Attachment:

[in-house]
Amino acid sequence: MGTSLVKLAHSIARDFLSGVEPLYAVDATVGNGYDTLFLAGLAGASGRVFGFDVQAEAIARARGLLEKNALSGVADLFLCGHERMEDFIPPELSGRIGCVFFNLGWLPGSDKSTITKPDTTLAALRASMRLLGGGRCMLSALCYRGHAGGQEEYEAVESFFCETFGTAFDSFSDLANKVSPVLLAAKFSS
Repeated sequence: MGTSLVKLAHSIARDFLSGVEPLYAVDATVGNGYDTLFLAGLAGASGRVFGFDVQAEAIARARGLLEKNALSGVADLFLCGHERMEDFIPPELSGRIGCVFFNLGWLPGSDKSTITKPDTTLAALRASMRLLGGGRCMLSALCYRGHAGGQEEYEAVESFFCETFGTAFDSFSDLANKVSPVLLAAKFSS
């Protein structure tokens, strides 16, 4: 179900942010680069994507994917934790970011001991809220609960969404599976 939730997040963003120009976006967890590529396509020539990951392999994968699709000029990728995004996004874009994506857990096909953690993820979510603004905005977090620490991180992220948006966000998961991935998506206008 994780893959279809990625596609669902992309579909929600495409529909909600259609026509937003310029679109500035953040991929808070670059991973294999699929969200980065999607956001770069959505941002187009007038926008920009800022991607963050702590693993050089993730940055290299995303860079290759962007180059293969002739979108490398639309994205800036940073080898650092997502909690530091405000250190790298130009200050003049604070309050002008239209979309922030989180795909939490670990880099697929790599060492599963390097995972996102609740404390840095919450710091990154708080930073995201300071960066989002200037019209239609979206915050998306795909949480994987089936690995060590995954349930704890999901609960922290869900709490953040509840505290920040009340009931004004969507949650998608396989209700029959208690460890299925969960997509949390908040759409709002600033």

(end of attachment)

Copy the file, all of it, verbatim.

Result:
[in-house]
Amino acid sequence: MGTSLVKLAHSIARDFLSGVEPLYAVDATVGNGYDTLFLAGLAGASGRVFGFDVQAEAIARARGLLEKNALSGVADLFLCGHERMEDFIPPELSGRIGCVFFNLGWLPGSDKSTITKPDTTLAALRASMRLLGGGRCMLSALCYRGHAGGQEEYEAVESFFCETFGTAFDSFSDLANKVSPVLLAAKFSS
Repeated sequence: MGTSLVKLAHSIARDFLSGVEPLYAVDATVGNGYDTLFLAGLAGASGRVFGFDVQAEAIARARGLLEKNALSGVADLFLCGHERMEDFIPPELSGRIGCVFFNLGWLPGSDKSTITKPDTTLAALRASMRLLGGGRCMLSALCYRGHAGGQEEYEAVESFFCETFGTAFDSFSDLANKVSPVLLAAKFSS
């Protein structure tokens, strides 16, 4: 179900942010680069994507994917934790970011001991809220609960969404599976 939730997040963003120009976006967890590529396509020539990951392999994968699709000029990728995004996004874009994506857990096909953690993820979510603004905005977090620490991180992220948006966000998961991935998506206008 994780893959279809990625596609669902992309579909929600495409529909909600259609026509937003310029679109500035953040991929808070670059991973294999699929969200980065999607956001770069959505941002187009007038926008920009800022991607963050702590693993050089993730940055290299995303860079290759962007180059293969002739979108490398639309994205800036940073080898650092997502909690530091405000250190790298130009200050003049604070309050002008239209979309922030989180795909939490670990880099697929790599060492599963390097995972996102609740404390840095919450710091990154708080930073995201300071960066989002200037019209239609979206915050998306795909949480994987089936690995060590995954349930704890999901609960922290869900709490953040509840505290920040009340009931004004969507949650998608396989209700029959208690460890299925969960997509949390908040759409709002600033």